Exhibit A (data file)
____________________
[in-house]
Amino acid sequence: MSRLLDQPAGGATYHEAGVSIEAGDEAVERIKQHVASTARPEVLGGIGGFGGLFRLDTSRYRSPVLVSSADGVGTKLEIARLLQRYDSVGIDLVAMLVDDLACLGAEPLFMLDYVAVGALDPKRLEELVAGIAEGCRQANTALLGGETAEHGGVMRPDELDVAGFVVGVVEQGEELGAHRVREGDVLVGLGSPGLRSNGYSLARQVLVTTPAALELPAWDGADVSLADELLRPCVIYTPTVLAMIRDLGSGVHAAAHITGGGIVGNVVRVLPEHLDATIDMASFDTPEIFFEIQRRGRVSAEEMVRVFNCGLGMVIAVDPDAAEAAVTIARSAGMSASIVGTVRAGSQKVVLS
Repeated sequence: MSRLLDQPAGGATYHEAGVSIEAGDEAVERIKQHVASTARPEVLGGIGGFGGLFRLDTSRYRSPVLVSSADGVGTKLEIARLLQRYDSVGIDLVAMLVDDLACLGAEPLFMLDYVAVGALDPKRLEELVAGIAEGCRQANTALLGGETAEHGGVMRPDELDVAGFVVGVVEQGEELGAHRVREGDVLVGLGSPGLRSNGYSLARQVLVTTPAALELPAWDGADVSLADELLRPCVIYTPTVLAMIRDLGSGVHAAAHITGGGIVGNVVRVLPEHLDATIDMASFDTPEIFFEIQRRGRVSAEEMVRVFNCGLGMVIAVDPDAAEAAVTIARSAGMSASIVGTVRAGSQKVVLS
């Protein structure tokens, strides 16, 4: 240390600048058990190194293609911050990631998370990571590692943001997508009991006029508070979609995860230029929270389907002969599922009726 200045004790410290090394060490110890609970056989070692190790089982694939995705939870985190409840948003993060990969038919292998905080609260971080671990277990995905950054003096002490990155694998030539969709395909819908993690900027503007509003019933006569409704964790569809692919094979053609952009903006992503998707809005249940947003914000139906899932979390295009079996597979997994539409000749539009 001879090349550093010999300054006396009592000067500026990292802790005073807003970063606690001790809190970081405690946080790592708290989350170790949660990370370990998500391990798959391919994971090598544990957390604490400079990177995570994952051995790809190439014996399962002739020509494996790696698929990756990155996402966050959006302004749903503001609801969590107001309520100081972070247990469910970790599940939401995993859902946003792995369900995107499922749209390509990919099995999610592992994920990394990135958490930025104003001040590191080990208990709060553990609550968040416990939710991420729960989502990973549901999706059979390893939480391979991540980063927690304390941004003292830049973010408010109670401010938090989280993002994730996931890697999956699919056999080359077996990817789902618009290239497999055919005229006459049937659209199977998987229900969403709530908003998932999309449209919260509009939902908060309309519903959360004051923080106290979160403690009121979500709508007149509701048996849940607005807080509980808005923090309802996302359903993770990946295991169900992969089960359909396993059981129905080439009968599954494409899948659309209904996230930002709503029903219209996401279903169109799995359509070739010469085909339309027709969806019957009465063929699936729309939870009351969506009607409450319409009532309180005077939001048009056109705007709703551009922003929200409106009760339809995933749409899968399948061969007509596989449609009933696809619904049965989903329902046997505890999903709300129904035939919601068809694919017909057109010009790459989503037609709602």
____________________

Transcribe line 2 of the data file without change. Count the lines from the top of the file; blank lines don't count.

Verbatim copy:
Amino acid sequence: MSRLLDQPAGGATYHEAGVSIEAGDEAVERIKQHVASTARPEVLGGIGGFGGLFRLDTSRYRSPVLVSSADGVGTKLEIARLLQRYDSVGIDLVAMLVDDLACLGAEPLFMLDYVAVGALDPKRLEELVAGIAEGCRQANTALLGGETAEHGGVMRPDELDVAGFVVGVVEQGEELGAHRVREGDVLVGLGSPGLRSNGYSLARQVLVTTPAALELPAWDGADVSLADELLRPCVIYTPTVLAMIRDLGSGVHAAAHITGGGIVGNVVRVLPEHLDATIDMASFDTPEIFFEIQRRGRVSAEEMVRVFNCGLGMVIAVDPDAAEAAVTIARSAGMSASIVGTVRAGSQKVVLS